On 10 January 2020 the Gambling Commission issued updated guidance to remote and non-remote casinos on the prevention of money laundering and combating the financing of terrorism (the “Guidance”, available here) which comes into force immediately. This is in response to the updated Money Laundering Regulations (“MLR”), which implement the EU 5th Money Laundering Directive (“5MLD”), which came into force on the same day.

5MLD

5MLD builds on its more extensive predecessor, the Fourth Money Laundering Directive which passed into UK law as the Money Laundering Regulations 2017. Many of the changes made by 5MLD will not directly impact gambling operators. The main aim of 5MLD appears to be to increase transparency in the financial sector and bolstering know your client checks. A key change is to make virtual currency exchanges subject to anti-money laundering (“AML”) laws, requiring the verification of customer identities and the need for due diligence procedures. Perhaps more importantly in this sphere it introduces a definition for “virtual currencies”, potentially paving the way for further regulation. It also places an obligation on EU Member States to develop registers to identify the ultimate beneficial ownership of corporate entities which are accessible and potentially interconnected across countries.

Changes to the Guidance

The Commission has highlighted the main changes made to the MLR as they are likely to affect the gambling sector, which have been incorporated into the new Guidance. Remote and non-remote casinos should focus on the following issues:

  • Ensuring appropriate measures are taken during the adoption of new products or business practices and to mitigate any money laundering risk from their adoption. Operators are required to have policies, procedures and controls in place to comply with the MLR in this respect. (Regulation 19)
  • Taking appropriate measures to ensure that any agents that operators use for the purposes of their business are given appropriate training in AML and counter terrorist financing (Regulation 24)
  • Further requirements for enhanced customer due diligence measures for:
    • high-risk third countries;
    • complex or unusually large transactions;
    • where the transactions have no apparent economic or legal purpose;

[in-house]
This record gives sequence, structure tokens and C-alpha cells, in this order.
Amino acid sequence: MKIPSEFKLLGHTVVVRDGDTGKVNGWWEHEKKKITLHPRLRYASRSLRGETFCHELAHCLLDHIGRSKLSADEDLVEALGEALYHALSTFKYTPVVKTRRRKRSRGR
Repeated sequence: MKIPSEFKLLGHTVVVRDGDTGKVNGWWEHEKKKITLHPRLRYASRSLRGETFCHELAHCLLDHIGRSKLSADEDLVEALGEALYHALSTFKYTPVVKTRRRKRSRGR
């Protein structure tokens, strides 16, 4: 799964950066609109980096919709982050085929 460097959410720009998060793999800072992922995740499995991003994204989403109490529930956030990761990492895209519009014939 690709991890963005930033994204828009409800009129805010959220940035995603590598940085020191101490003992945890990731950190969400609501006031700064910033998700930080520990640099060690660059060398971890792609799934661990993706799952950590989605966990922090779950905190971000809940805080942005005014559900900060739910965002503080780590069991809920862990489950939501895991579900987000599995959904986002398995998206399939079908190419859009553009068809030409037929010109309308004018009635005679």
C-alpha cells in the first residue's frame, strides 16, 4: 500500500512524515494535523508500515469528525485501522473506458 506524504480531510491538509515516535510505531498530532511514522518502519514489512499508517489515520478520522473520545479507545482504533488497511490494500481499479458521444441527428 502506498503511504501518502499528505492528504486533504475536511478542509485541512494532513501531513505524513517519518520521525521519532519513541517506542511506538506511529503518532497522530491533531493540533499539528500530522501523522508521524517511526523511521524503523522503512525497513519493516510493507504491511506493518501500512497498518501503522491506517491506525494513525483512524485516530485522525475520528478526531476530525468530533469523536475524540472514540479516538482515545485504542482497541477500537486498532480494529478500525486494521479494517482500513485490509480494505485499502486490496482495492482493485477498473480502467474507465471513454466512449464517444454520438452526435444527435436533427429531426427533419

• customers who are beneficiaries of life insurance policies; or
    • the customer is a third country national who has received citizenship in an EEA state in exchange for the transfer of capital, purchase of property, government bonds or investment in corporate entities in the EEA state. (Regulation 33)

What remains the same in the guidance is the responsibility on senior management to manage the operator’s AML and counter-terrorist financing risks. It also reiterates that this should be carried out on a risk-based approach. In order to achieve this, senior management must have a firm understanding of how their business is designed to operate which will be achieved by ongoing and repeated assessments of the risks they face.

Post-Brexit deregulation?

EU Member States had until 10 January 2020 to transpose 5MLD into national legislation. Despite the UK scheduled to leave the EU on 31 January 2020, as a current Member State, it was required to implement the Directive into domestic legislation. Under current arrangements, post-Brexit, the UK is not obligated to implement any future EU directives relating to money laundering which leaves the possibility of the UK diverging from EU standards in the future. However, the EU has updated its own money laundering provisions in order to stay in line with the Financial Action Task Force’s (“FATF”) global standards. Therefore, if the UK wants to remain a leading global financial hub it is likely that it will follow future FATF decisions which are, more likely than not, going to involve the tightening of regulation and enforcement of AML and terrorism funding regimes. Consequently, more likely than not, operators can expect yet more stringent obligations even in a post-Brexit world.

Conclusion

It is important to remember that a failure to uphold the licensing objectives, for example by being ineffective in applying AML controls, will cause the Commission to consider reviewing the operator’s licence under section 116 of the Gambling Act 2005 as well as the potentially imposing a very substantial financial penalty. Whilst the Commission has explicitly said it is affording time for operators to update their compliance procedures in light of the updated MLR and Guidance, it is key that operators do ensure compliance with these updated rules promptly. The Commission is increasingly keen to test the extent to which compliance procedures are implemented effectively to ensure that the MLR are being properly adhered to.